Institutionalizing Sustainable Conflict Management in Organizations: Leaders, Networks, and Sensemaking

Date01 December 2014
Published date01 December 2014
C R Q, vol. 32, no. 2, Winter 2014 155
© 2014 Wiley Periodicals, Inc. and the Association for Confl ict Resolution
Published online in Wiley Online Library ( • DOI: 10.1002/crq.21106
Institutionalizing Sustainable Con ict
Managementin Organizations: Leaders,
Networks,and Sensemaking
Leigh Anne Liu
Lin Inlow
Jing Betty Feng
We investigated the process and outcomes of a systematic approach
to institutionalize confl ict management in a large public nonprofi t
organization. Using longitudinal and multilevel fi eld data, we were
able to identify the eff ects of the institutionalization process from mul-
tiple perspectives. We hypothesized and found the combination of three
critical social factors—leadership, construction and maintenance of
social networks, and the sensemaking processes—in the diff usion of both
codifi ed and tacit knowledge about confl ict management. Also, social
construction supplements structural factors in the institutionalization
process of confl ict management practices.
The costs of ill-managed confl icts in organizations are often very high.
Systematic and institutionalized confl ict management has become a
natural pursuit of top-level managers in organizations.  e questions that
challenge social scientists and practitioners alike are: “How can we insti-
tutionalize eff ective ways of dealing with confl ict throughout the entire
organization?” and “What will make eff ective confl ict management in
an organization sustainable?” Studies on the institutionalization of other
organizational practices have developed answers to these questions in
organizational structures and practices (Edelman 1990, 1992; Sutton,
Dobbin, Meyer, and Scott 1994), cultural framing (Hirsch 1986), and
change in meaning systems (Kelly and Dobbin 1998), as well as in an inter-
play of practices, actors, and meanings (Fligstein 1990; Zilber 2002).
C R Q • DOI: 10.1002/crq
This article extends the study of the institutionalization process to
the area of conflict management and presents a case demonstrating that
the institutionalization process is socially constructed by the combined
influence of multilevel actors, social networks, and metaphors. We use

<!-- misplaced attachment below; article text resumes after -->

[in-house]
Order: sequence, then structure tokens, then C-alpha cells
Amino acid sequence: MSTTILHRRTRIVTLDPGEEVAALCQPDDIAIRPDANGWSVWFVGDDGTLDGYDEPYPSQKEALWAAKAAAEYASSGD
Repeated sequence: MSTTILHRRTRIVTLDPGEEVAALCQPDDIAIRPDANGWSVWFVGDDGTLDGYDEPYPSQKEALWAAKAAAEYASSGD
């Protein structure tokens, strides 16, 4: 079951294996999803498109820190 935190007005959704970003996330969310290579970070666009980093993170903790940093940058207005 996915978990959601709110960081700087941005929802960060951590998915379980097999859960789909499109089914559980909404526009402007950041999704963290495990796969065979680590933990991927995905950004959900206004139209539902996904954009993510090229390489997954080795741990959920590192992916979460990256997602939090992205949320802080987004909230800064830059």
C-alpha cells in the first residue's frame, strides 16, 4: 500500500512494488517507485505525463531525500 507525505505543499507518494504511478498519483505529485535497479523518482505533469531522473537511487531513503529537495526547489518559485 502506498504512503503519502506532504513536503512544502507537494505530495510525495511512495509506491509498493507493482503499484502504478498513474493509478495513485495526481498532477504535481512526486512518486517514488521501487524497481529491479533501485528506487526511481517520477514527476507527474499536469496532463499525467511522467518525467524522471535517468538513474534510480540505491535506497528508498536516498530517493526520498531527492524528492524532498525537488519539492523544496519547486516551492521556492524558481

a longitudinal and multilevel case study to support our arguments. Our
case encompasses two approaches to the design and implementation of
comprehensive conflict management programs in a large, complex public
nonprofit organization over twelve years: a mandated policy from senior
leadership (a top-down approach) and organizational freedom in design
and implementation of policy (a bottom-up approach). Based on data
from four waves of surveys and interviews of organization members, as
well as archival data from publicly available records and news media, we
consider the combined influence of leaders and conflict managers as lead-
ers, the conflict managers’ social networks, and the metaphors they use.
First, we review the literature on institutionalization of conflict manage-
ment and propose the social construction process. We then present the
case study. We conclude by discussing how organizations and individuals
can increase or decrease the degree of institutionalization of conflict man-
agement and thereby influence the efficiency and sustainability of dealing
with conflicts.
Institutionalization of Con ict Management
Confl ict is the state of discord caused by actual or perceptual opposition of
needs, values, beliefs, and interests (Pruitt and Rubin 1986). It is an omni-
present trait of human societies since it is almost impossible to fi nd two
parties with entirely overlapping interests (Schelling 1960), and confl ict
coexists with the order and coordination in organizational life (Katz and
Kahn 1978). Compared to other practices in organizational life, confl ict
management in organizations consists of four distinct characteristics: (1) a
low level of validity resulting from confl ict and multiplicity of individual
roles; (2) complexity due to deep involvement and long-term relationships
among organizational members; (3) high stakes due to consequential and
long-lasting eff ects of confl ict management on individuals, groups, and
organizations; and (4) knowledge that is more tacit than explicit and there-
fore more diffi cult for knowledge transfer.  ere are many ways of manag-
ing confl icts, ranging from adversarial approaches such as gossip, feuding,
bullying, terrorism, and warfare, to constructive approaches such as media-
tion, arbitration, and negotiation.

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